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China preps for a return of cruising with port protocols and ‘cruises to nowhere’ from Hainan

Workers at Shanghai Wusongkou Cruse Terminal are undergoing training ahead of cruising’s resumption
Amid the continued suspension of cruising activity, China’s Ministry of Transport is working on optimising the Yangtze estuary approach channels to increase capacity and access efficiency for ships proceeding to/from Shanghai, mainland China’s busiest cruise homeport.

Cruises to nowhere from Hainan

The MOT has also approved a post-COVID 19 ‘cruises to nowhere’ operation out of Hainan and is actively seeking the support of a cruise line and ship to participate in the pilot scheme.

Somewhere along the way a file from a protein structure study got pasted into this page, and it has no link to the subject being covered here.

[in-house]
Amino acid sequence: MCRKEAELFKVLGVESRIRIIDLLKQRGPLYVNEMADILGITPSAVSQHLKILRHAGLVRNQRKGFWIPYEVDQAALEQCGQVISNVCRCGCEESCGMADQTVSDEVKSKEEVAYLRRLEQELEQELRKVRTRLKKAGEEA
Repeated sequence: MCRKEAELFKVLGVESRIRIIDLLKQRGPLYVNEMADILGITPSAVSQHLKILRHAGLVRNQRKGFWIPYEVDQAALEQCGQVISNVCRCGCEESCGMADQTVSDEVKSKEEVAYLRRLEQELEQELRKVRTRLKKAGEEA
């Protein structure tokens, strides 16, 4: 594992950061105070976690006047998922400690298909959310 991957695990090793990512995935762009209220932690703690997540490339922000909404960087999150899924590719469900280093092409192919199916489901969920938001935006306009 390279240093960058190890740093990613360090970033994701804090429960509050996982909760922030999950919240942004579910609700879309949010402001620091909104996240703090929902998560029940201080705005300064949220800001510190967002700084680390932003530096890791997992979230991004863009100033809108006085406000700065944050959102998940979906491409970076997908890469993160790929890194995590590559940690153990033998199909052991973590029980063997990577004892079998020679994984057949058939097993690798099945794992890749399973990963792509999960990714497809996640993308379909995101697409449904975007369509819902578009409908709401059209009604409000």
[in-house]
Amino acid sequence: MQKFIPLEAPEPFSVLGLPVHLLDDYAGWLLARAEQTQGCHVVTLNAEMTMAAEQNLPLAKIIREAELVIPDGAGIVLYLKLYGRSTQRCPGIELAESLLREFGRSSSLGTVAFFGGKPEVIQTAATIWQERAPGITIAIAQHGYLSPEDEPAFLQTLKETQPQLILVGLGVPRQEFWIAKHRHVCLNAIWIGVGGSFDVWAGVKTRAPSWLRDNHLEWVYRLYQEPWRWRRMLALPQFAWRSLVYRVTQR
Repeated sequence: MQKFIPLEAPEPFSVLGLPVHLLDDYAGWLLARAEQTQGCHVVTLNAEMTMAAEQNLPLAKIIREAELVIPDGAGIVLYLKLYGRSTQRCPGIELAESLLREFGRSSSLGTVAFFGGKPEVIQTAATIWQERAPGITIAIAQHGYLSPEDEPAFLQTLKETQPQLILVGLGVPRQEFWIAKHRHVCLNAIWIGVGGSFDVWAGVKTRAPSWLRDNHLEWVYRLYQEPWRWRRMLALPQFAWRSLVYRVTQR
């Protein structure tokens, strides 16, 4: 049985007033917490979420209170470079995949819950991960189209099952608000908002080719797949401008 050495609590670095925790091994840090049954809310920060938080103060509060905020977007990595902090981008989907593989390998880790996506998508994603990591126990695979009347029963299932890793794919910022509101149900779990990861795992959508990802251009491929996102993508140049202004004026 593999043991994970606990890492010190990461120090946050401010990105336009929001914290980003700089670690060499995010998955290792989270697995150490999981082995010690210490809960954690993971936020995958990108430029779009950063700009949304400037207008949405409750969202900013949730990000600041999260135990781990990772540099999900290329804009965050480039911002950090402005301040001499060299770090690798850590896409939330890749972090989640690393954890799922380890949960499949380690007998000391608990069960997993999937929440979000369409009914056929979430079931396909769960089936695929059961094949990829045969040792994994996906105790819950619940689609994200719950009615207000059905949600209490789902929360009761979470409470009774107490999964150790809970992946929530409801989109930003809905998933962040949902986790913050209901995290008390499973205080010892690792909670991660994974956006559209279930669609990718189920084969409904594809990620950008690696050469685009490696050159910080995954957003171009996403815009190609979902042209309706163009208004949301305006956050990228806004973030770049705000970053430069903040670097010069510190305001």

However, based on domestic waterway transportation regulations, foreign companies cannot use foreign flagged ships to operate in domestic waters so the pilot scheme is only open to Chinese-owned operators using a Chinese-flagged vessel.

Shanghai officials have said cruise tourism will only be allowed to open gradually from the port and have issued guidelines for prevention and control measures covering post-COVID-19 operations.

These include setting up a COVID-19 prevention and control team, working with relevant parties to monitor and implement protocols.

Daily passenger volume capped at 50% of capacity

Prior to cruising resuming, all port staff will need to complete a special training course, and daily port passenger handling volume should be less than 50% of the maximum daily volume. 

Passengers will need to book an arrival slot at the terminal in advance and register they are in good health.

At the port there will be screening and anyone with a temperature higher than 37.3 degrees C will not be allowed to board.